An Important Lesson Learned in China | My Family Travels
Between_Classes
Between_Classes
At_Xinghai_Square
At_Xinghai_Square

All I did was mention that I wanted to visit China, and my mom just had to bring up her idea of me going to the overseas Chinese teachers’ training course in Da Lian. My older sister took the teachers’ training course in Beijing summer of 2007, so my mom was hoping that I’d follow in her footsteps. However, I didn’t feel ready to take this course for several reasons: My Chinese wasn’t as good as my sister’s,  I couldn’t even drive yet, and I definitely wasn’t a Chinese teacher – I simply couldn’t see myself benefiting from it. Even if I were to go sometime in my life, shouldn’t I wait at least until after my Chinese has improved?

            But then I remembered why my sister went: to challenge herself to improve her Chinese. She wasn’t a Chinese teacher either; she just thought it was the right thing to do. Finally, I decided that I wouldn’t lose anything in going. Still, I had many doubts that I would like the course. I would be learning with adults, and their Chinese would all be far superior to mine. Could I handle it? Would it be a waste of three weeks of summer?

            On July 15th, I found myself in Da Lian, China at LiaoNingNormalUniversity, enrolled in a class where I was the youngest. It was the first day, and I was sure that we’d be learning Chinese characters, perfecting our pronunciation, reading essays, and taking multiple tests and quizzes. That did not sound fun to a teenager on summer vacation. What was worse was that the facility where we had class had smelly bathrooms— awful squat-style toilets that stunk up the whole hallway. I started to forget why I wanted to come.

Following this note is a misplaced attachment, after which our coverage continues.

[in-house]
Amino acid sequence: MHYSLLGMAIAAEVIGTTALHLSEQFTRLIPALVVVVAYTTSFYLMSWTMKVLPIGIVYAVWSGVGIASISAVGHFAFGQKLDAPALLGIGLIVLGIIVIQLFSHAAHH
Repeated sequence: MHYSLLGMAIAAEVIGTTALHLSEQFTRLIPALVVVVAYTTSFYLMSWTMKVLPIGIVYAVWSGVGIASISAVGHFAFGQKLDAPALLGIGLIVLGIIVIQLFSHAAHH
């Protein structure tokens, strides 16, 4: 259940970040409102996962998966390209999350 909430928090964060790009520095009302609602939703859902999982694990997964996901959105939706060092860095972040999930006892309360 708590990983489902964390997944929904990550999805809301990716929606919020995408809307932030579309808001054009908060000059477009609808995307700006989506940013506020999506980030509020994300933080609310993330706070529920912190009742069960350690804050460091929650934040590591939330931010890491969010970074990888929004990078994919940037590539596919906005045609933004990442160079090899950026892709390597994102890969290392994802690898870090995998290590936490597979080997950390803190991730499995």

But then I met a nineteen year-old girl from Austria, who was also taking the course, and a twelve year-old girl from Germany. Meeting these two new friends was encouraging for me because I realized that nobody is too young to learn. Was there finally a ray of hope that I wouldn’t be rotting to death taking these classes?

            Yes, the hope was there for real. All the worrying about how hard the class would be was for nothing. I soon found out that the classes we were taking included classes about softwares and the internet. Apparently the class in Da Lian was entirely different from the one my sister took in Beijing! I was so happy that I soon forgot about all the uncertainty and dread that I felt before.

            During the three weeks that I took the class, I eventually got so good at what we were learning that the adults in the class even turned to me for advice when they had trouble, and I was happy to help them. They called me ?(xi?o)?(mèi), which means “little sister” in Chinese, and I felt older than I’d ever felt before.

            That’s when I realized: Everyday, I’m older than the day before. I’m not a little girl anymore, and if I just take the opportunities as they come and try my best at them, I will always improve on something in my life just by trying, just by believing, just by hoping. Going to China this summer helped me set new goals for myself and gain self-confidence. I not only learned a lot while I was there, but also brought back an important lesson: Never put yourself down by pointing out your own weaknesses, but instead, insist that you can succeed and in the end, you will.

 

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